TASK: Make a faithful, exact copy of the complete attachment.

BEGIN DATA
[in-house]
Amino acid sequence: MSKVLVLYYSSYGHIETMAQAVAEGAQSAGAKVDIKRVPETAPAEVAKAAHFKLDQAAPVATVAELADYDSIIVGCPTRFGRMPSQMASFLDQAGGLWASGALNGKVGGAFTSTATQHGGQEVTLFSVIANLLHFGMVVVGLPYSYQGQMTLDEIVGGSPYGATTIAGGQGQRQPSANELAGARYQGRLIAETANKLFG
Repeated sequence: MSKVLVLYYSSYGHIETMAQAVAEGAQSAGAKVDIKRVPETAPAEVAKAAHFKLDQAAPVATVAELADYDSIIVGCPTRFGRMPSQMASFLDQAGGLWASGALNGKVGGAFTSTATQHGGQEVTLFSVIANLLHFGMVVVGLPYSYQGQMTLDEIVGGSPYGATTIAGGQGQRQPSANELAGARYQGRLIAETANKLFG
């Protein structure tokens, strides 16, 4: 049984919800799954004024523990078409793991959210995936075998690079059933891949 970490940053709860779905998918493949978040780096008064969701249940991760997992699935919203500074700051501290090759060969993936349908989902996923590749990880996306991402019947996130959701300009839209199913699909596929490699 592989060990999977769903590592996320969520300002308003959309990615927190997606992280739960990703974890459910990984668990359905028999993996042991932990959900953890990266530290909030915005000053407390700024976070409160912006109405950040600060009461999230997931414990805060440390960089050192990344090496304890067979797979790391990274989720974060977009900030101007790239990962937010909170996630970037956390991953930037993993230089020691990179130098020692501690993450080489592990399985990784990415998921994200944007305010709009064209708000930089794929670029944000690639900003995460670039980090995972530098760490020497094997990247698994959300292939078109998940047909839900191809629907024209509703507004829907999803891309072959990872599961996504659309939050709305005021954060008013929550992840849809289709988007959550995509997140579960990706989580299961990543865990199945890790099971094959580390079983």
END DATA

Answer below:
[in-house]
Amino acid sequence: MSKVLVLYYSSYGHIETMAQAVAEGAQSAGAKVDIKRVPETAPAEVAKAAHFKLDQAAPVATVAELADYDSIIVGCPTRFGRMPSQMASFLDQAGGLWASGALNGKVGGAFTSTATQHGGQEVTLFSVIANLLHFGMVVVGLPYSYQGQMTLDEIVGGSPYGATTIAGGQGQRQPSANELAGARYQGRLIAETANKLFG
Repeated sequence: MSKVLVLYYSSYGHIETMAQAVAEGAQSAGAKVDIKRVPETAPAEVAKAAHFKLDQAAPVATVAELADYDSIIVGCPTRFGRMPSQMASFLDQAGGLWASGALNGKVGGAFTSTATQHGGQEVTLFSVIANLLHFGMVVVGLPYSYQGQMTLDEIVGGSPYGATTIAGGQGQRQPSANELAGARYQGRLIAETANKLFG
């Protein structure tokens, strides 16, 4: 049984919800799954004024523990078409793991959210995936075998690079059933891949 970490940053709860779905998918493949978040780096008064969701249940991760997992699935919203500074700051501290090759060969993936349908989902996923590749990880996306991402019947996130959701300009839209199913699909596929490699 592989060990999977769903590592996320969520300002308003959309990615927190997606992280739960990703974890459910990984668990359905028999993996042991932990959900953890990266530290909030915005000053407390700024976070409160912006109405950040600060009461999230997931414990805060440390960089050192990344090496304890067979797979790391990274989720974060977009900030101007790239990962937010909170996630970037956390991953930037993993230089020691990179130098020692501690993450080489592990399985990784990415998921994200944007305010709009064209708000930089794929670029944000690639900003995460670039980090995972530098760490020497094997990247698994959300292939078109998940047909839900191809629907024209509703507004829907999803891309072959990872599961996504659309939050709305005021954060008013929550992840849809289709988007959550995509997140579960990706989580299961990543865990199945890790099971094959580390079983």